The longer it stays in the cask, the tastier that whisky becomes. But do you know how much this 'maturity magic' is worth to the £4 billion Scotch business? Industry veteran Rupert Patrick explains.
Can you name a more stable or deeply-moated consumer brand than Scotch whisky?
To earn that name, this mash of water and corn, wheat or malted barley must by UK and European law be distilled and then matured in Scotland for at least three years. It then commands the largest premium of any liquor, selling 4% of global spirits by volume but 12% by value.
Worth £4 billion in 2015, Scotch whisky generates one-quarter of UK food and drink exports. The equivalent of three cases (of 12 bottles each) leave Scotland for overseas markets every second. Over the last 30 years, global sales have grown 1.5% per annum by volume and more than twice that by value.
Demand has also deepened as it spreads, with 27 national markets now buying over half-a-million cases each year, up from 14 in 1985. This steady growth has sailed past the subprime collapse in the US (the biggest-spending market for Scotch), the Eurozone crisis (France is Scotch's largest market by volume and second by value) and now the slowdown in China and the resulting crash for its commodity suppliers (drinkers in Brazil have doubled their annual spending on Scotch since 2005).
The unsung work-horse of this remarkable business is blended Scotch. Mixing up to 40 different single malts with 60-70% of a plainer grain whisky, this smoother drink accounts for nine bottles in every 10 sold worldwide.
Demand for blended Scotch took off after Prohibition was repealed during the Great Depression in 1930s' America, but strong branding had already seen today's spirits-industry leader – Johnnie Walker – reach 120 overseas markets by 1920, before Coca-Cola had even crossed the Atlantic.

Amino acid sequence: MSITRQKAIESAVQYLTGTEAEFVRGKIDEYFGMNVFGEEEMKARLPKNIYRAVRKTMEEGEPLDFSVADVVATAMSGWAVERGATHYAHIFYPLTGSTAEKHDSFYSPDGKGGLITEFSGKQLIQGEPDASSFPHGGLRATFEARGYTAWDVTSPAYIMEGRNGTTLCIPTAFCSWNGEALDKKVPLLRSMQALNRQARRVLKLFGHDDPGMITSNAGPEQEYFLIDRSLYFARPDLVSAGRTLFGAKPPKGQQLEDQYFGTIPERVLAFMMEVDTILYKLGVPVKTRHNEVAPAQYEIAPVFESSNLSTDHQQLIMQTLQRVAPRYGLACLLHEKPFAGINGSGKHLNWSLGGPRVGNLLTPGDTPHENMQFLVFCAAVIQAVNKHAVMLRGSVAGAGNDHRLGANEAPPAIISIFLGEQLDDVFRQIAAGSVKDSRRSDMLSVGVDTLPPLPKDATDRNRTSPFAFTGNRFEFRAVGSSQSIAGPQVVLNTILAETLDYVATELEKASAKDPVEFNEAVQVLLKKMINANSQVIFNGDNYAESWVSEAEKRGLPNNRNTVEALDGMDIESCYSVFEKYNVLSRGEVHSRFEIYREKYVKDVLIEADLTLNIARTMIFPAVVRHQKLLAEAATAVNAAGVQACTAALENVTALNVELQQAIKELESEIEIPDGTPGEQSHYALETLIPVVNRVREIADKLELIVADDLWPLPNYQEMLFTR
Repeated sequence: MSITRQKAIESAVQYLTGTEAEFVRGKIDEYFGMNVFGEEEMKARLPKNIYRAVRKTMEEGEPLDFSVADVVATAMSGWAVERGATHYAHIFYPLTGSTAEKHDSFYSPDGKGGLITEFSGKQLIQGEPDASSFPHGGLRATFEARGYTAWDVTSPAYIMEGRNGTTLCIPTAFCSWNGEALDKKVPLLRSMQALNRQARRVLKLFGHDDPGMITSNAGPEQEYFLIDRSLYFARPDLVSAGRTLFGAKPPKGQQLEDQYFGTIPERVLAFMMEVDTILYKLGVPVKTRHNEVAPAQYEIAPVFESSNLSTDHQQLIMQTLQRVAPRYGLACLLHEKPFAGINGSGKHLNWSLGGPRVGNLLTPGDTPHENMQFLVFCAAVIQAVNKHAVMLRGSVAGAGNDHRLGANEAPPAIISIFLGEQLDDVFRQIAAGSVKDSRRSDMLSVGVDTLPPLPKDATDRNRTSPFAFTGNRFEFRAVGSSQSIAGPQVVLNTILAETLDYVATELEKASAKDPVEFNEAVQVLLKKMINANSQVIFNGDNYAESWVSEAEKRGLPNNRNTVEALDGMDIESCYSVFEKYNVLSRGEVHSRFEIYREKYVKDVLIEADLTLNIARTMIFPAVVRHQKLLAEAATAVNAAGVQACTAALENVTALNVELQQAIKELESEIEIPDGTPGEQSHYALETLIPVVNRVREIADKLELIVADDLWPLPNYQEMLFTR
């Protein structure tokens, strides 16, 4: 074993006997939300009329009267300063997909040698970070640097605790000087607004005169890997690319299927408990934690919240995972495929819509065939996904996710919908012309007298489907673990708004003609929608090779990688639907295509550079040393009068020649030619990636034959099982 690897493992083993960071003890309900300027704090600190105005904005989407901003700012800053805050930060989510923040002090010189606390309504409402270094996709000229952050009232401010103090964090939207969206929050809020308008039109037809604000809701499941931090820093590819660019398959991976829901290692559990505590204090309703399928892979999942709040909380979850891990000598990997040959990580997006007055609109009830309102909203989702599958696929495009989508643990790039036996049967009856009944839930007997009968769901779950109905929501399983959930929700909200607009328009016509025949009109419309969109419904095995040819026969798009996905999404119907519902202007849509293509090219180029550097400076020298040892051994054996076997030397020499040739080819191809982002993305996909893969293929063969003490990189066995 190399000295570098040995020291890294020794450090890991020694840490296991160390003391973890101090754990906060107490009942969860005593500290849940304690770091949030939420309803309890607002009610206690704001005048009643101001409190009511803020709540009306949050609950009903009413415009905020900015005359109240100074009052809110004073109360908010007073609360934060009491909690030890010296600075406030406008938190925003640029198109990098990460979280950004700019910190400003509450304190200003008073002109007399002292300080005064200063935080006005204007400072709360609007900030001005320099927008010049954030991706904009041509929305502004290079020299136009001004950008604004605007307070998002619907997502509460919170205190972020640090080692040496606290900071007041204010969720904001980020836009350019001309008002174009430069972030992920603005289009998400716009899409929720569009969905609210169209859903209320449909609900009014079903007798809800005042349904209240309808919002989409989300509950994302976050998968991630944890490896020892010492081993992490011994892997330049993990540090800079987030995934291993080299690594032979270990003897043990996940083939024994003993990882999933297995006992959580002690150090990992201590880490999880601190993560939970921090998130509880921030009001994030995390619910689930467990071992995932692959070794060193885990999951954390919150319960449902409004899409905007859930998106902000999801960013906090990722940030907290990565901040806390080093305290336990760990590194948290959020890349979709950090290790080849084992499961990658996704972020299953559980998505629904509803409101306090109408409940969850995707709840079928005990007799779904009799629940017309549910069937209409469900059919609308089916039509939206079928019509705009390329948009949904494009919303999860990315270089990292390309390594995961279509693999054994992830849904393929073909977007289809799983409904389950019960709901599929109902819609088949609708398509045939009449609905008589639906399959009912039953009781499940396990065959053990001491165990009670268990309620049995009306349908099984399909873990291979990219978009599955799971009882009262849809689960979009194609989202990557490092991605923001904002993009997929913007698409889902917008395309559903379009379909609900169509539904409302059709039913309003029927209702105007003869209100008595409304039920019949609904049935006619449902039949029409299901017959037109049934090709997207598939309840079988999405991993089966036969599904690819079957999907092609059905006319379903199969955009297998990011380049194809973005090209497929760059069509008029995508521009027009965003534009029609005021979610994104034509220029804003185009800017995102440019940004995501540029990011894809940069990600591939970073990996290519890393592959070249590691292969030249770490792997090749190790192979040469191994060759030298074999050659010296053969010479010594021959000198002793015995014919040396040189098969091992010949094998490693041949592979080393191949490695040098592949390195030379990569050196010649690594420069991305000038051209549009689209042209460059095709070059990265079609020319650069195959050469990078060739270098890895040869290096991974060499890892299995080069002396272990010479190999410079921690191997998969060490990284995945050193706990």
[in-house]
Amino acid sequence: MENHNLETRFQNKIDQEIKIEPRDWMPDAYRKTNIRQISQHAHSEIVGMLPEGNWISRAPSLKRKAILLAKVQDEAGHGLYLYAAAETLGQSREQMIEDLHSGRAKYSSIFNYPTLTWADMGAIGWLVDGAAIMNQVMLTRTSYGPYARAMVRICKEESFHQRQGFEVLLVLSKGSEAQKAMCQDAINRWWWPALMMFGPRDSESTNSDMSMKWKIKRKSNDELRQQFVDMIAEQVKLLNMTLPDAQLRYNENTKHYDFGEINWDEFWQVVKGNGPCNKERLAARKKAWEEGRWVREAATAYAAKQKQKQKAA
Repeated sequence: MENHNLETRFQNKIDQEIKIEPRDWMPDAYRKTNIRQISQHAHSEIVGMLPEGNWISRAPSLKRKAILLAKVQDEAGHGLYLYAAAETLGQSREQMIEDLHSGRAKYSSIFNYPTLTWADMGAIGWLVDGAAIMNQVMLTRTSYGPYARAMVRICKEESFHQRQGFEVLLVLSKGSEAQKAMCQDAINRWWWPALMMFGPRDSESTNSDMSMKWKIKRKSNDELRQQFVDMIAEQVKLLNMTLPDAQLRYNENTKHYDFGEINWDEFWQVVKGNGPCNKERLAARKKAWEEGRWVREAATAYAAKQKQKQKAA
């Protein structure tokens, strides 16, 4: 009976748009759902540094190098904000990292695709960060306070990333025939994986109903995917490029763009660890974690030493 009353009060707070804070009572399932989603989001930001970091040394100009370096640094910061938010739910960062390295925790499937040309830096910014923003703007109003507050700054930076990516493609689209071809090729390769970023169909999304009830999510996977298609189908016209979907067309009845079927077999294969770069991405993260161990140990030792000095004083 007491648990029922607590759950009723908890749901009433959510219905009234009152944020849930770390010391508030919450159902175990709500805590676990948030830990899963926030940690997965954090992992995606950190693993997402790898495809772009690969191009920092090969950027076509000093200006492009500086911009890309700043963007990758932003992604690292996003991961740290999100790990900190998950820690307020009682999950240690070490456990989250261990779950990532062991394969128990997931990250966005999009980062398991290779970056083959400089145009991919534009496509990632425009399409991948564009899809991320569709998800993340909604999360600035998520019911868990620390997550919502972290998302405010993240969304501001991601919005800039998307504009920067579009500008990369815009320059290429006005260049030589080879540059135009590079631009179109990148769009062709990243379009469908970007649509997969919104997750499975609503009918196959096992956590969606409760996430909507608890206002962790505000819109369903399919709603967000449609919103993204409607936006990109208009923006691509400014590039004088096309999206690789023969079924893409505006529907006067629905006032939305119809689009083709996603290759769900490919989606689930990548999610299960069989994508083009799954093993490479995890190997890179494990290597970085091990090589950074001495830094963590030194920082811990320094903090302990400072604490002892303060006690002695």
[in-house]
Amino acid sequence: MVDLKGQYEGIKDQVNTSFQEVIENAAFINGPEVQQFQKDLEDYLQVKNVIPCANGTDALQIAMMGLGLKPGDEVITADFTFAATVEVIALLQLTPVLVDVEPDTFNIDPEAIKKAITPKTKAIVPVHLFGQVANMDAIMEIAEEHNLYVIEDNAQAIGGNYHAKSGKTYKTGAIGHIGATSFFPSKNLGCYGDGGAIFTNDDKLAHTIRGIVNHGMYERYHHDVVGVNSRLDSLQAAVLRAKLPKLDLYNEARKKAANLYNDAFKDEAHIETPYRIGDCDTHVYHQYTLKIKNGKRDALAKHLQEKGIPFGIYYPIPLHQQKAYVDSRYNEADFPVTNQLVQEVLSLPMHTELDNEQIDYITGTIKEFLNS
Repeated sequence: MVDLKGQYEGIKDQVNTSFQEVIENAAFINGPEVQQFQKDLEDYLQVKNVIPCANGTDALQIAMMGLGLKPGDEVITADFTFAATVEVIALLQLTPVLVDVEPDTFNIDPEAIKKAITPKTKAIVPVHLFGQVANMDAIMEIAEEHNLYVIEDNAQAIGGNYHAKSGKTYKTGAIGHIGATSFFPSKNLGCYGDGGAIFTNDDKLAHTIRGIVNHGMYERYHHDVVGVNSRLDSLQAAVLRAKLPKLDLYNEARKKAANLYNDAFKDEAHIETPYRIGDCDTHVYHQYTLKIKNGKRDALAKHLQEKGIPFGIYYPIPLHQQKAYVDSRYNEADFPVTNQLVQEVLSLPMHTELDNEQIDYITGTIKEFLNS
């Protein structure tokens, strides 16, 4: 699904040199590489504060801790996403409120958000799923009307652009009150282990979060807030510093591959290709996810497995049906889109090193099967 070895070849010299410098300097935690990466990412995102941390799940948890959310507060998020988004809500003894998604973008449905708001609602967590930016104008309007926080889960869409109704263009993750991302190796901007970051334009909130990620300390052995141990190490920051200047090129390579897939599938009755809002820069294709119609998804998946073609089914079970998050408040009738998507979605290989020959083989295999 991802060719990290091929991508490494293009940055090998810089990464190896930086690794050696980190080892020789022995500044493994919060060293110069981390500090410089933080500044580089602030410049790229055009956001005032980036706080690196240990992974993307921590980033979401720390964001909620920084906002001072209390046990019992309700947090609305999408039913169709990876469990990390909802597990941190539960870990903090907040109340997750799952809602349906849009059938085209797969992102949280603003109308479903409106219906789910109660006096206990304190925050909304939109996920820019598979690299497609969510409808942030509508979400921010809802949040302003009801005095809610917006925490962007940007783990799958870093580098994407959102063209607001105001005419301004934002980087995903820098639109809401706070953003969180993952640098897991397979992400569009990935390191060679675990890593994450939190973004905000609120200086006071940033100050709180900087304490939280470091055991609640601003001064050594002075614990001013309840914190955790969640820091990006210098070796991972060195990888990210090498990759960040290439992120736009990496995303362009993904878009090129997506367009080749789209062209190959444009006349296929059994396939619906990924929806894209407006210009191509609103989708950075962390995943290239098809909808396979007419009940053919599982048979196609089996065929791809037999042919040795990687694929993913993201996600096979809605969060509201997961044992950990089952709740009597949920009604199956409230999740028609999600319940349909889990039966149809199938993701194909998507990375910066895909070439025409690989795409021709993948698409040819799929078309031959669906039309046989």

Wearing its distinctive rectangular bottle and sloping label since 1909, Johnnie Walker's modern editions of red, black, double black, gold and blue now sell around 60 million litres of pure alcohol (LPA, the industry's standard accounting unit) per year. That equals sales of the number 2, 3, 4 and 5 brands combined. Shares in Diageo PLC (LON:DGE) thus offer one way to fortify your portfolio with some of Scotch's long-term stability. The London-listed drinks giant owns other leading blends including J&B (the favourite Scotch in Spain, world No.7 by volume), plus fast-growing single malts such as the Singleton, Talisker and Lagavulin.
But while French-listed Pernod Ricard (FRA:PER) comes a distant second, and even though Diageo now satisfies more than two-fifths of Scotch demand worldwide, the spirit makes up less than 25% of the company's gross sales. Other spirits combined are greater, while pre-mixed drinks account for 5% and beer a further 17% of DGE's revenues.
Investors wanting a pure play won't in fact find any listed companies dedicated to Scotch, nor to any production of whisky (or whiskey as it's spelt by Irish, Canadian and US distillers). Private equity has recently seen a handful of buy-ins; Exponent bought the Loch Lomond distillery in 2014, and Australian entrepreneur David Prior bought the mothballed Bladnoch facility last July. But there haven't as yet been any notable successes or exits to benchmark returns from investing in production. What's more, the recent boom in smaller start-ups – so-called "craft distilleries" whether in whisky, vodka or gin – has now attracted the majors, with Diageo actively competing with private equity to provide finance through its Distill Ventures programme.
The simplest route to gaining exposure to Scotch's long-term success therefore remains owning the whisky itself. For the true aficionado, that might mean building a collection of rarer whiskies already bottled. Auction sales of single-malt bottles grew 25% by value in the UK in 2015, according to one consultancy. But totalling only £9.6 million, this little boom in so-called "collectible" whiskies remains very small and illiquid, with the vast bulk of sales made through online sites where enthusiasts are looking for whiskies to drink or impress guests, rather than investors seeking price appreciation.